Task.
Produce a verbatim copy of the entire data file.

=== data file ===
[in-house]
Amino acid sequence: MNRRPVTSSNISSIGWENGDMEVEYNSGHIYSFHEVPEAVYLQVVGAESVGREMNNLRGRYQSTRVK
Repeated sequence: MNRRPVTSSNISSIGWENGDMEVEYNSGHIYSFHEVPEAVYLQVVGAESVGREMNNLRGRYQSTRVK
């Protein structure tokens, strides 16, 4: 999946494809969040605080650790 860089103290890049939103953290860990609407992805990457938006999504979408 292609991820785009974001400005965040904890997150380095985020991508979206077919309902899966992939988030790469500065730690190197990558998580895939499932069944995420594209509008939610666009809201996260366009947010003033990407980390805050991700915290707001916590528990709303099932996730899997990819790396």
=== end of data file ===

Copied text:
[in-house]
Amino acid sequence: MNRRPVTSSNISSIGWENGDMEVEYNSGHIYSFHEVPEAVYLQVVGAESVGREMNNLRGRYQSTRVK
Repeated sequence: MNRRPVTSSNISSIGWENGDMEVEYNSGHIYSFHEVPEAVYLQVVGAESVGREMNNLRGRYQSTRVK
């Protein structure tokens, strides 16, 4: 999946494809969040605080650790 860089103290890049939103953290860990609407992805990457938006999504979408 292609991820785009974001400005965040904890997150380095985020991508979206077919309902899966992939988030790469500065730690190197990558998580895939499932069944995420594209509008939610666009809201996260366009947010003033990407980390805050991700915290707001916590528990709303099932996730899997990819790396």